Samsung Electronics Co. expects sales of its new Galaxy Note 2 smartphone to get off to a stronger start than its predecessor even after Apple Inc. sold a record number of the latest iPhone in its debut weekend.
The model will probably sell three times faster than the previous Note did in the first three months, as more carriers are set to offer the product, J.K. Shin, head of the mobile business, said at a briefing in Seoul, without giving a projection. The device goes on sale in 128 markets through 260 operators, starting with South Korea today, the Suwon, South Korea-based company said in a statement.
Samsung, the world’s largest mobile-phone seller, is offering a variety of Galaxy devices running Google Inc.’s Android operating system to cement leadership in the global smartphone market. More than 5 million iPhone 5 handsets were sold in the first three days, surpassing a record set last year by the previous model, Apple said on Sept. 24.
Samsung is marketing the pen-equipped Note devices alongside its best-selling Galaxy S smartphones after the first model sold more than 10 million units and helped Samsung regain the lead in global smartphone sales from Apple this year.
Samsung first unveiled the Galaxy Note 2 at the IFA consumer-electronics fair in Berlin last month. The model has a 5.5-inch screen, larger than its predecessor, and runs the latest version of Android. The device is loaded with software that recognizes handwriting from a digital pen.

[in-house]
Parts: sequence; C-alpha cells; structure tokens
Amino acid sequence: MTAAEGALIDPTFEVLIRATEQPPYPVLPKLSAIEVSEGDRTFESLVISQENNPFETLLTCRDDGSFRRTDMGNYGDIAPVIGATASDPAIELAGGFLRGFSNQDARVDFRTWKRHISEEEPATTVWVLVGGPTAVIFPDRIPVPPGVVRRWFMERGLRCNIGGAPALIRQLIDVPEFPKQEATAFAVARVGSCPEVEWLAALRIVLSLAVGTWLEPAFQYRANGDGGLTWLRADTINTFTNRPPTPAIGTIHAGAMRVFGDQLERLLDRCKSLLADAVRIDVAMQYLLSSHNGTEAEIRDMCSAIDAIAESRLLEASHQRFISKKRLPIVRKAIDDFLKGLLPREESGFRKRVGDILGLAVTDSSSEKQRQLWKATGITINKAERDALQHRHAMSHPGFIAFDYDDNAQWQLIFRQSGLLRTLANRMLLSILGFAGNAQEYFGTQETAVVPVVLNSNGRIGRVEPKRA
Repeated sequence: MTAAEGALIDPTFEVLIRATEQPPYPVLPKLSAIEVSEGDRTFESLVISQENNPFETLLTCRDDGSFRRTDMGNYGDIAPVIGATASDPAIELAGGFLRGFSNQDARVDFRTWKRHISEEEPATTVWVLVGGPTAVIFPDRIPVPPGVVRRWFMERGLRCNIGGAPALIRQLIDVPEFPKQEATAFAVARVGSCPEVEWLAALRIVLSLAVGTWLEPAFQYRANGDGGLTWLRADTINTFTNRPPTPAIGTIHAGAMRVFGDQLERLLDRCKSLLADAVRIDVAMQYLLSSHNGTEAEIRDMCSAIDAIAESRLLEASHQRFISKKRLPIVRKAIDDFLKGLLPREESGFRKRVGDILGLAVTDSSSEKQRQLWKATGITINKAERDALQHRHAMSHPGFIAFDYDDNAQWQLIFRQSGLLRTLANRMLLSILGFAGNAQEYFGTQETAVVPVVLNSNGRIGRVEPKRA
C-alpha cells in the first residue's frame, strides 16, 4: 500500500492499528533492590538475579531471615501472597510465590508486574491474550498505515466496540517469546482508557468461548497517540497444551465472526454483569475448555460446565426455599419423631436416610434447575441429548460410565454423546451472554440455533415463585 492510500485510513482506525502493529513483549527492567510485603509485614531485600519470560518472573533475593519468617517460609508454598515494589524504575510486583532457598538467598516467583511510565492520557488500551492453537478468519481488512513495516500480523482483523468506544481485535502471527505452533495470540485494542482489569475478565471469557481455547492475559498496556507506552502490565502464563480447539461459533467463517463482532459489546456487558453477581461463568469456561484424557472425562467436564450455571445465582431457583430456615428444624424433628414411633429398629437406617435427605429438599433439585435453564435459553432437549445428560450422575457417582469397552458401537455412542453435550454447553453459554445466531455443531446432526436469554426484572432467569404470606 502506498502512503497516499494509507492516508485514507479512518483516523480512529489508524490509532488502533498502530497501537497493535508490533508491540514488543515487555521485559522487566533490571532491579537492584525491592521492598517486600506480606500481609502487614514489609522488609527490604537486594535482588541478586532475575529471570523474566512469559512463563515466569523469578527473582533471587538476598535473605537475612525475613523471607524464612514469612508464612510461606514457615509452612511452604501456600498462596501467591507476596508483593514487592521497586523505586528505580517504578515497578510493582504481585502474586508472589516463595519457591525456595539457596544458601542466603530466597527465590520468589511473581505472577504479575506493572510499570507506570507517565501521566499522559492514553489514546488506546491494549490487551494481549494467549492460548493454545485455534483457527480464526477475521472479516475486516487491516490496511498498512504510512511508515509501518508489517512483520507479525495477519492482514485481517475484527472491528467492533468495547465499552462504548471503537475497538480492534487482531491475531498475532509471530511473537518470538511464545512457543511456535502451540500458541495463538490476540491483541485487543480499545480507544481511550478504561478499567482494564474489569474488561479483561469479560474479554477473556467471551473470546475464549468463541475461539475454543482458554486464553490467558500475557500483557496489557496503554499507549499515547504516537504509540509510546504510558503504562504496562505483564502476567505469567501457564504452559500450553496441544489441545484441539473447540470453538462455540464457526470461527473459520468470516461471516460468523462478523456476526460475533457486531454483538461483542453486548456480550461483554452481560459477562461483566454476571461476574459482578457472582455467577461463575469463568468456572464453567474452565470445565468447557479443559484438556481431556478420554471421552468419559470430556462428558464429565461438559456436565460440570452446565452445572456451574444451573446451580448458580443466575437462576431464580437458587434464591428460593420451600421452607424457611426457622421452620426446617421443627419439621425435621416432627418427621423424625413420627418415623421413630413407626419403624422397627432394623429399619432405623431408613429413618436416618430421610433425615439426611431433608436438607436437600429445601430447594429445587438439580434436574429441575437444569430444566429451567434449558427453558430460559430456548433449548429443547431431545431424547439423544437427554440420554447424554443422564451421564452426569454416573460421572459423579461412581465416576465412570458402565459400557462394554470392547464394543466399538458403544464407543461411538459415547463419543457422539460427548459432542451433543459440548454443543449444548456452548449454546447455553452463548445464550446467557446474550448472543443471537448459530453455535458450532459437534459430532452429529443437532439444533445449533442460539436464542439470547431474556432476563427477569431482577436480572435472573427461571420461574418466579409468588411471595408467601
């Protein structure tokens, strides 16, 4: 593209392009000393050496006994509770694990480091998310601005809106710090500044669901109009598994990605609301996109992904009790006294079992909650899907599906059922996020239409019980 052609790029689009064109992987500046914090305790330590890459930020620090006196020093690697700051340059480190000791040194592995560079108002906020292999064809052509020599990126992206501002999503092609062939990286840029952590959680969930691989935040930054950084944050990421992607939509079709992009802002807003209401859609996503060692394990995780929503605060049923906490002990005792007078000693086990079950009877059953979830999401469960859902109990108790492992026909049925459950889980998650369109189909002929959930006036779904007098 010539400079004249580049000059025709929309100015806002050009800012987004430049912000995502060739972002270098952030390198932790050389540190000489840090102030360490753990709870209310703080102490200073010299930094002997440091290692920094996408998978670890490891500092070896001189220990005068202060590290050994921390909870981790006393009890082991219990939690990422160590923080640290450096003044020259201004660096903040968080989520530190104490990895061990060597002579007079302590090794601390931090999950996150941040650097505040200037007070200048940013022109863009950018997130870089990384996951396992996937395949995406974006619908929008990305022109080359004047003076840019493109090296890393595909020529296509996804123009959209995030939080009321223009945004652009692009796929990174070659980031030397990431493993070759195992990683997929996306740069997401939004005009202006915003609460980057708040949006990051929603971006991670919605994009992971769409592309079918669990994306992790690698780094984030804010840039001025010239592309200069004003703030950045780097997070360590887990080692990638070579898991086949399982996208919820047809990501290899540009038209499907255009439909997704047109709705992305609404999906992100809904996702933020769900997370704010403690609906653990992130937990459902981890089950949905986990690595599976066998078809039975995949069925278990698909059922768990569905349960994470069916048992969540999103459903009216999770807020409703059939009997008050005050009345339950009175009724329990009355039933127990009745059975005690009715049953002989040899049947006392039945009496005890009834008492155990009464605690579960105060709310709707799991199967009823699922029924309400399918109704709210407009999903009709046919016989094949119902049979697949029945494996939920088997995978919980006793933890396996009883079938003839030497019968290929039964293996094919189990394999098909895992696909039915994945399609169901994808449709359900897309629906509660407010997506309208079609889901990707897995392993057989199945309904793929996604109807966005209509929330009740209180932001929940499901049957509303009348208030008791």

The updated digital pen will allow consumers to hover over the screen to preview content and will be available for third-party applications.
In the second quarter, Samsung controlled about 35 percent of the global smartphone market, followed by Apple with about 18 percent, according to market researcher Strategy Analytics.
Samsung is introducing new devices as a patent dispute with Apple deepens.
Apple won more than $1 billion in damages Aug. 24 after a jury found the South Korean company infringed six of seven patents at stake in the trial. In that case, the iPhone maker seeks a U.S. ban on eight Samsung smartphone models and a tablet computer. In a separate lawsuit, Apple has added the Galaxy S III to a list of products it says infringe its patents.